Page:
In general, there is no risk of physical harm or death in sleep paralysis. "Research has shown that sleep paralysis isn't dangerous. It doesn't cause physical damage to the body and no clinical deaths are known to this day, " says the sleep doctor Michael J. Breus.
However, it should be mentioned that episodes of sleep paralysis can lead to psychological problems. In such a case, according to the psychologist, it is appropriate to include psychotherapy in the treatment.
"Sleep paralysis is usually a very scary experience, especially in the first episodes, when the person in question doesn't know that it is only a sleep disorder. Such an experience can lead to anxiety or the development of anxiety disorder," said the physician and specified when it is appropriate to seek expert guidance.
"It is important, for example, if episodes of sleep paralysis occur too often and significantly worsen the quality of life. For example, they can lead to the person being afraid to go to bed in the evening and subsequently develop insomnia. I also recommend seeing a doctor if sleep paralysis is associated with sudden, uncontrollable sleepiness, in which case it could possibly be narcolepsy, " she said.
Psychologist can help the patient manage episodes of sleep paralysis, for example by psychoeducation focused on sleep hygiene - ie a sufficient length of sleep, avoiding the blue light, consumption of recommended and not recommended food or beverages and the like.
"It is definitely advisable to omit alcohol. Some patients with sleep disorders reach for alcohol with the knowledge that they fall asleep more easily. However, this is a very inappropriate strategy and, in addition to the risk of addiction, the likelihood of a paralysis episode increases. On the contrary, various relaxation techniques and meditation are appropriate," said the psychologist.
He pushed her, but she didn't feel anything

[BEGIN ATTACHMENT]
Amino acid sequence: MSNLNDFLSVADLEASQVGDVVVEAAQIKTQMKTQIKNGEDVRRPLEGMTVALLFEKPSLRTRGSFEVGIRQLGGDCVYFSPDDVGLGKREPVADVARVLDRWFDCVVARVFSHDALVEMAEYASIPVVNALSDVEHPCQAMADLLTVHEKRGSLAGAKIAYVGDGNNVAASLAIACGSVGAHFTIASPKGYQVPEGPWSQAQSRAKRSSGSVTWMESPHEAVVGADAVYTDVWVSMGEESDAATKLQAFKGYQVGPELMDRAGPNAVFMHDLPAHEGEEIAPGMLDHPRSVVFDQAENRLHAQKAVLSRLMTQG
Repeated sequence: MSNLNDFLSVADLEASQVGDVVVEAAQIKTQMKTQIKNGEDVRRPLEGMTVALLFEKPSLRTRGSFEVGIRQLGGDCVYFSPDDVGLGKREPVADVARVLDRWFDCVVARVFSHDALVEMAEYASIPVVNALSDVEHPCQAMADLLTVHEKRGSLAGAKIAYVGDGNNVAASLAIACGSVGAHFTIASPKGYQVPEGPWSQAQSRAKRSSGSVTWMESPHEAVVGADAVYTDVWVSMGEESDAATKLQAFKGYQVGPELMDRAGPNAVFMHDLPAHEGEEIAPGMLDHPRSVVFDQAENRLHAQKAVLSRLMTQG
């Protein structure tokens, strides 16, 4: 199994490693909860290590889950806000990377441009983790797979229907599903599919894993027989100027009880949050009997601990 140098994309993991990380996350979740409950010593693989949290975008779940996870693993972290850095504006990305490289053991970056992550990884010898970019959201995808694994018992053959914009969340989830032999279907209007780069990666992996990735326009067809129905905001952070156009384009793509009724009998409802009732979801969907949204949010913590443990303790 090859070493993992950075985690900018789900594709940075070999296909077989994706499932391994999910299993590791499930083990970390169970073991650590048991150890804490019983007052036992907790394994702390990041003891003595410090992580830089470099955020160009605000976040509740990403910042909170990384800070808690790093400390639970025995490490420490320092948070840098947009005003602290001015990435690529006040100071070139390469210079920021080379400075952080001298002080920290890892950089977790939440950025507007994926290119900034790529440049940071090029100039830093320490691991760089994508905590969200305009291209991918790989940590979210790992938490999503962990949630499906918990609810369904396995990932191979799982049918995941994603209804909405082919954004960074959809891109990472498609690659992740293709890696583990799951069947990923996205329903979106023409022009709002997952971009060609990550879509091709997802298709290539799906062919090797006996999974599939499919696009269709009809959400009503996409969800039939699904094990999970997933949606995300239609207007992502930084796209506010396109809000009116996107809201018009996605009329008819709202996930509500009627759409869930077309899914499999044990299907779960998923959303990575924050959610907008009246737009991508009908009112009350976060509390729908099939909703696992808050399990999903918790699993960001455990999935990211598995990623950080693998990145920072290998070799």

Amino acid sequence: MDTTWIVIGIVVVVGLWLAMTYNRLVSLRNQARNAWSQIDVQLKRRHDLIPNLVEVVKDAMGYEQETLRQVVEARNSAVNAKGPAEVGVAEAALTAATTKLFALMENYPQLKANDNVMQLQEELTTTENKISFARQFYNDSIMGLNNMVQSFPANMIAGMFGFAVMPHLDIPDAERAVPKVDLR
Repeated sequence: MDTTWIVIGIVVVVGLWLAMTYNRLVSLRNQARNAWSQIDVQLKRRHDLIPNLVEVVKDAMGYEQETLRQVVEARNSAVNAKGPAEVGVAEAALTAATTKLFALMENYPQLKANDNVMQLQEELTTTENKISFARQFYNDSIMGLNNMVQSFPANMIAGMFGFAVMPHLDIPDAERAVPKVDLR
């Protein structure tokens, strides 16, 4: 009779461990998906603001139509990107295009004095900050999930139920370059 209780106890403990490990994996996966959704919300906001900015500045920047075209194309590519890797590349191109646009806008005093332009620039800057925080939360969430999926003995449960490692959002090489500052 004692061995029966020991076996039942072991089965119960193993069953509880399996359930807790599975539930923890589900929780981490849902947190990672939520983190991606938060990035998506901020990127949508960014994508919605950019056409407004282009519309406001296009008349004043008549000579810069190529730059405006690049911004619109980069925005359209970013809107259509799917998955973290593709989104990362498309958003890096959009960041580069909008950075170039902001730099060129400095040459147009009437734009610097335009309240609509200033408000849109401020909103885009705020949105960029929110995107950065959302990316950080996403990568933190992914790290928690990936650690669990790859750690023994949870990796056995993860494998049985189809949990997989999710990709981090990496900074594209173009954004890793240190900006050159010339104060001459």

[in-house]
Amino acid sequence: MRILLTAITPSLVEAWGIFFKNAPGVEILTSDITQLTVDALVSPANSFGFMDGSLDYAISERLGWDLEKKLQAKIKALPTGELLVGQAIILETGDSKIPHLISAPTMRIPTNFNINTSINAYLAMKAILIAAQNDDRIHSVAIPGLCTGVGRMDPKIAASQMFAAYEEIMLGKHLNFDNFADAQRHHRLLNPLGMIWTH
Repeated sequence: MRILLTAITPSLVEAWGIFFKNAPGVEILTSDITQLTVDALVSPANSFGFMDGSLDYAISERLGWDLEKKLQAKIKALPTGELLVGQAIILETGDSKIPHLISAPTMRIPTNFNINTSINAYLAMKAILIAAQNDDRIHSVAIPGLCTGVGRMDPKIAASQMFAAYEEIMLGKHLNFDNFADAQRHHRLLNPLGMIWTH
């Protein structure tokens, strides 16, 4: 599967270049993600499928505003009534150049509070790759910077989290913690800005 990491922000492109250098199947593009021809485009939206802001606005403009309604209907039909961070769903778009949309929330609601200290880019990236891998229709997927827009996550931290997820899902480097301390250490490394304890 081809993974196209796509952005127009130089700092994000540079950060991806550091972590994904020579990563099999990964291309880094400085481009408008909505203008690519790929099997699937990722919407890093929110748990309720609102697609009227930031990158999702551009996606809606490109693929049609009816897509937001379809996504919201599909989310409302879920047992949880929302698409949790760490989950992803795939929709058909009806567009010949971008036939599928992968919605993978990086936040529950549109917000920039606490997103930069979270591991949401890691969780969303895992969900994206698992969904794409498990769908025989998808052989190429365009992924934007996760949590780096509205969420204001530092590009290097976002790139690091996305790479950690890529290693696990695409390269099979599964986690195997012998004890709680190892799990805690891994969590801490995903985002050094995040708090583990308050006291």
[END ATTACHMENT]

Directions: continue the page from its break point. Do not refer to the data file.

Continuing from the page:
The third unpleasant experience with sleep paralysis was shared by 24-year-old Emma. She experienced the first episode in high school at the age of 17 and the second at the age of 21.
"It was one of the scariest experiences of mine. For the first time, I had the feeling that a black figure was leaning over me, holding me and pushing me so tightly that I couldn't move. However, I did not feel the touch. I was just laying there and it seemed to me that my eyes were open, I was not sleeping and the only thing I could do is look at what was happening to me," describes Emma.
She told us that her experience was one hundred percent authentic, and since she did not know at the time that it was just a hypnagogic hallucination, she was terrified.
She experienced the second episode at the age of 21. After a long time, she returned home and laid down on the bed in her room. For some reason, she couldn't fall asleep. At about three in the morning, she did a YouTube for a video with an audio frequency that is said to be dormant. Emma doesn't remember what exactly she was playing at the time, but she made it clear to us that it was a video of this type.
"I probably shouldn't have played that video. A moment after I fell asleep, something slammed the door in the room and a very small dwarf ran in from the hallway. But he was not a cute fairy-tale creature. On the contrary, he seemed incredibly disgusting. He ran past me and hid in a corner of the room under the table, where he remained," she said of her second horrifying episode.
"Something very strange happened over the next few minutes. I was terrified and filled with fear. I was literally paralyzed, couldn't even lift my head to see if I was dreaming or not. I just felt a little creature roar in the corner of the room, staring at me. When I recovered from this situation, I was extremely frightened and I did not fall asleep until the morning," she finished describing her experience.
Already after the first sleep paralysis, she studied professional information about this parasomnia and said that a visit to a doctor was not necessary in her case.
"I know it's not a serious diagnosis and it's harmless. Plus, it's only happened to me twice so far. When it happens to me again, there's nothing I can do. I try not to think about it and analyze it too much. You never know when it will come back," she concluded.